(UroToday.com) The phase 3 PROfound study1 demonstrated improved overall survival in men with metastatic castration-resistant prostate cancer (mCRPC) who had progressed on prior anti-androgen therapy and harbor deleterious alteration in BRCA1, BRCA2, and ATM. A radiographic progression-free survival benefit was also demonstrated in an overall group of patients harboring a deleterious alteration in selected homologous recombination (HR) genes. In this abstract, investigators presented results of exploratory analyses examining the relationship between individual gene alterations and clinical outcomes.
Of the 160 patients with BRCA1 or BRCA2 alteration, 128 had only an alteration in BRCA2 and 13 had only an alteration in BRCA1. The remaining patients had co-occurring alterations in other HR genes. 86 patients had alterations in ATM, and 89 had alterations in CDK12. The percentage of patients with these gene alterations that had measurable disease received prior taxane or had specific patterns of metastatic disease (bone only, visceral, other) were well balanced between the olaparib or control arms.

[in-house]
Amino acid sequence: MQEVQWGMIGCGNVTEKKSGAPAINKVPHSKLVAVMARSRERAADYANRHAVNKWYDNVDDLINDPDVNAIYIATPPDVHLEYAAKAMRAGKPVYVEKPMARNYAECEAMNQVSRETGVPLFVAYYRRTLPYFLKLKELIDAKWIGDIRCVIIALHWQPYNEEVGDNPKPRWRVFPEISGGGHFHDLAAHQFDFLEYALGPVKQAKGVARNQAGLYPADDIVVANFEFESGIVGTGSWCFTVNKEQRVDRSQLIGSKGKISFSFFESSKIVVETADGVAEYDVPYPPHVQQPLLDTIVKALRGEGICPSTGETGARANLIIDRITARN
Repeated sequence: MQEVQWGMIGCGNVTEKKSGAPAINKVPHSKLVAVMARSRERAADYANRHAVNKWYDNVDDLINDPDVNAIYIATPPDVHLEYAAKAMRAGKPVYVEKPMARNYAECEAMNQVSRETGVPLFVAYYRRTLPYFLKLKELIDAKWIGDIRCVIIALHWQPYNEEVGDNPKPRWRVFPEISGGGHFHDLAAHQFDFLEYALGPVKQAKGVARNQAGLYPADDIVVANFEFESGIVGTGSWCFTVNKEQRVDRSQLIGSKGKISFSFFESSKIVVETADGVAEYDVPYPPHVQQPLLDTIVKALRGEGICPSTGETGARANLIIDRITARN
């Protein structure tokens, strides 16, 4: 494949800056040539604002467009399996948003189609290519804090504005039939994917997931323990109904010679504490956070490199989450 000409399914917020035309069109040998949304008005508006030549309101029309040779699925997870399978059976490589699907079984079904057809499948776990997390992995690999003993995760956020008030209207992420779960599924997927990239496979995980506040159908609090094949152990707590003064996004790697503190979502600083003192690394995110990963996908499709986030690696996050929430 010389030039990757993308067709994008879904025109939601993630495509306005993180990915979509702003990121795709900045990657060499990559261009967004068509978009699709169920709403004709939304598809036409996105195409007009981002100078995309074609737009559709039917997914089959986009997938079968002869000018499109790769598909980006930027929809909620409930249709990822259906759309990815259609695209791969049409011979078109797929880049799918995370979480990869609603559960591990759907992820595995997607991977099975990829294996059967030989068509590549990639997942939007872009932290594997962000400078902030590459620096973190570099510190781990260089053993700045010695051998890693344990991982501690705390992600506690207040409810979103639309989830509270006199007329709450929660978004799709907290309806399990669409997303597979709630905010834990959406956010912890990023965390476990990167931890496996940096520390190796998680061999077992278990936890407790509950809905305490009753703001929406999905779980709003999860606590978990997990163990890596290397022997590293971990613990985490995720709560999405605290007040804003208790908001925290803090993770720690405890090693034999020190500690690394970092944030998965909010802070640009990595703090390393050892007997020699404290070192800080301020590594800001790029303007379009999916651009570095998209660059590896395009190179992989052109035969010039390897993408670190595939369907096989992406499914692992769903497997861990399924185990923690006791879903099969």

With regards to benefit with alterations in these four genes, patients with BRCA1 and/or BRCA2 alteration seemed to derive the greatest benefit from olaparib relative to control with respect to radiographic progression-free survival (rPFS), overall survival, response rate, PSA response, and circulating tumor cell conversion. Other HR gene alterations were too rare to conduct meaningful analysis on their relationship to clinical outcome. Importantly, RAD51C and FANCLalterations were not present in the PROfound cohort.
Presented by: Johann de Bono, MD, Ph.D., Regius Professor of Cancer Research and a Professor in Experimental Cancer Medicine at The Institute of Cancer Research and The Royal Marsden NHS Foundation Trust. He is also the Director of the Drug Development Unit
Written by: Alok Tewari, MD, Ph.D., Medical Oncologist at the Dana-Farber Cancer Institute, at the 2021 American Society of Clinical Oncology Genitourinary Cancers Symposium (#GU21), February 11th-February 13th, 2021